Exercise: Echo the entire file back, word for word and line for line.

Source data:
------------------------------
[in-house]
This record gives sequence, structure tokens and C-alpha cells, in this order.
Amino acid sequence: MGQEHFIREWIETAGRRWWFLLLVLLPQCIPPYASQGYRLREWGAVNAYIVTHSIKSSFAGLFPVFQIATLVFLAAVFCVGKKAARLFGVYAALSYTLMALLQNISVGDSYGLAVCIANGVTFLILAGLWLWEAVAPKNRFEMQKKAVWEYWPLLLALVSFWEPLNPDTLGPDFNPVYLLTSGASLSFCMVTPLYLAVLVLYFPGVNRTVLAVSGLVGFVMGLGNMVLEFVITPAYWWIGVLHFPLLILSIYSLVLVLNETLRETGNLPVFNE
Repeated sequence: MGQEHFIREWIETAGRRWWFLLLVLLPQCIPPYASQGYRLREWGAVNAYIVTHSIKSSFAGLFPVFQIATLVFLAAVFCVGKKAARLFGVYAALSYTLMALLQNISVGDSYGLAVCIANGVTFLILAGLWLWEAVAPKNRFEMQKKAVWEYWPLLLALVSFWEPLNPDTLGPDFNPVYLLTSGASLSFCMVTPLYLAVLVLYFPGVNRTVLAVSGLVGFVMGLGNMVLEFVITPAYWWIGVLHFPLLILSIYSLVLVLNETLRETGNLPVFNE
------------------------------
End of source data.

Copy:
[in-house]
This record gives sequence, structure tokens and C-alpha cells, in this order.
Amino acid sequence: MGQEHFIREWIETAGRRWWFLLLVLLPQCIPPYASQGYRLREWGAVNAYIVTHSIKSSFAGLFPVFQIATLVFLAAVFCVGKKAARLFGVYAALSYTLMALLQNISVGDSYGLAVCIANGVTFLILAGLWLWEAVAPKNRFEMQKKAVWEYWPLLLALVSFWEPLNPDTLGPDFNPVYLLTSGASLSFCMVTPLYLAVLVLYFPGVNRTVLAVSGLVGFVMGLGNMVLEFVITPAYWWIGVLHFPLLILSIYSLVLVLNETLRETGNLPVFNE
Repeated sequence: MGQEHFIREWIETAGRRWWFLLLVLLPQCIPPYASQGYRLREWGAVNAYIVTHSIKSSFAGLFPVFQIATLVFLAAVFCVGKKAARLFGVYAALSYTLMALLQNISVGDSYGLAVCIANGVTFLILAGLWLWEAVAPKNRFEMQKKAVWEYWPLLLALVSFWEPLNPDTLGPDFNPVYLLTSGASLSFCMVTPLYLAVLVLYFPGVNRTVLAVSGLVGFVMGLGNMVLEFVITPAYWWIGVLHFPLLILSIYSLVLVLNETLRETGNLPVFNE